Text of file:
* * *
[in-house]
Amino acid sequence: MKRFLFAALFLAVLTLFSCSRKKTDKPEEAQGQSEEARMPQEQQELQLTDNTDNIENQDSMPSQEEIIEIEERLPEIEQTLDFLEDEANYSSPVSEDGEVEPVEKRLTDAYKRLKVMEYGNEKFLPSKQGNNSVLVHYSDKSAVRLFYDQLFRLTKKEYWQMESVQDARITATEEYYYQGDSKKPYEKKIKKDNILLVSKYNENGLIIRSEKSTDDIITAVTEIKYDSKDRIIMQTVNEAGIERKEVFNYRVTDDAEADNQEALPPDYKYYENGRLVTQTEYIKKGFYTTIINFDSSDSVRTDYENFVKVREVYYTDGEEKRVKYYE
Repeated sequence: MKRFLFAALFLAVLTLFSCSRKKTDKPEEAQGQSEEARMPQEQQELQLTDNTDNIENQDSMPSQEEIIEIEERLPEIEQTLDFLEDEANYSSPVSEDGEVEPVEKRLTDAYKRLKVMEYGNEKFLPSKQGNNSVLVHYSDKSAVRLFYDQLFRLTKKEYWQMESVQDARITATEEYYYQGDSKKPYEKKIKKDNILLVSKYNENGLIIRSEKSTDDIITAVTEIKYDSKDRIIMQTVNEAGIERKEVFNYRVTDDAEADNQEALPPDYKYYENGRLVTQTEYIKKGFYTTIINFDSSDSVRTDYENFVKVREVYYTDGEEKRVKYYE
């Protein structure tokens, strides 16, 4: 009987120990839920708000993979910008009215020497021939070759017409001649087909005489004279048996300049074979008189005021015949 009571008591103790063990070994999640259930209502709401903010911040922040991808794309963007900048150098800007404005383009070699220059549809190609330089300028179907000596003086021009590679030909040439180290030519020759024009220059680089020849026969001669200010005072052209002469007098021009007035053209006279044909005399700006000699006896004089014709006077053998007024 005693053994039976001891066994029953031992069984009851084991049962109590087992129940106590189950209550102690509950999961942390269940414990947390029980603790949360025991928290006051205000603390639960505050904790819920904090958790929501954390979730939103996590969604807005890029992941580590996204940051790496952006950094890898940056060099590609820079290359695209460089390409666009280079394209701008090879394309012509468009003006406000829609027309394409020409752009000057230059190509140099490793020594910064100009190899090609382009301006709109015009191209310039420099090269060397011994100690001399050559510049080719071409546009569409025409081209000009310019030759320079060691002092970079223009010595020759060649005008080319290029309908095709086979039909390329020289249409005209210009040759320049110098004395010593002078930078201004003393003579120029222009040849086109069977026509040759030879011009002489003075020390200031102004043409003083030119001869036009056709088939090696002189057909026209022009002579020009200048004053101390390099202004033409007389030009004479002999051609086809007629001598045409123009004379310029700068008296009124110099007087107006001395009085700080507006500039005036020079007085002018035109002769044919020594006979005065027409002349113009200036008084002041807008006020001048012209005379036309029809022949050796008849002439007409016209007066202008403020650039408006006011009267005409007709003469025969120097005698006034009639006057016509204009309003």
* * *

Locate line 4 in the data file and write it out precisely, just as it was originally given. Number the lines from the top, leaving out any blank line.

């Protein structure tokens, strides 16, 4: 009987120990839920708000993979910008009215020497021939070759017409001649087909005489004279048996300049074979008189005021015949 009571008591103790063990070994999640259930209502709401903010911040922040991808794309963007900048150098800007404005383009070699220059549809190609330089300028179907000596003086021009590679030909040439180290030519020759024009220059680089020849026969001669200010005072052209002469007098021009007035053209006279044909005399700006000699006896004089014709006077053998007024 005693053994039976001891066994029953031992069984009851084991049962109590087992129940106590189950209550102690509950999961942390269940414990947390029980603790949360025991928290006051205000603390639960505050904790819920904090958790929501954390979730939103996590969604807005890029992941580590996204940051790496952006950094890898940056060099590609820079290359695209460089390409666009280079394209701008090879394309012509468009003006406000829609027309394409020409752009000057230059190509140099490793020594910064100009190899090609382009301006709109015009191209310039420099090269060397011994100690001399050559510049080719071409546009569409025409081209000009310019030759320079060691002092970079223009010595020759060649005008080319290029309908095709086979039909390329020289249409005209210009040759320049110098004395010593002078930078201004003393003579120029222009040849086109069977026509040759030879011009002489003075020390200031102004043409003083030119001869036009056709088939090696002189057909026209022009002579020009200048004053101390390099202004033409007389030009004479002999051609086809007629001598045409123009004379310029700068008296009124110099007087107006001395009085700080507006500039005036020079007085002018035109002769044919020594006979005065027409002349113009200036008084002041807008006020001048012209005379036309029809022949050796008849002439007409016209007066202008403020650039408006006011009267005409007709003469025969120097005698006034009639006057016509204009309003």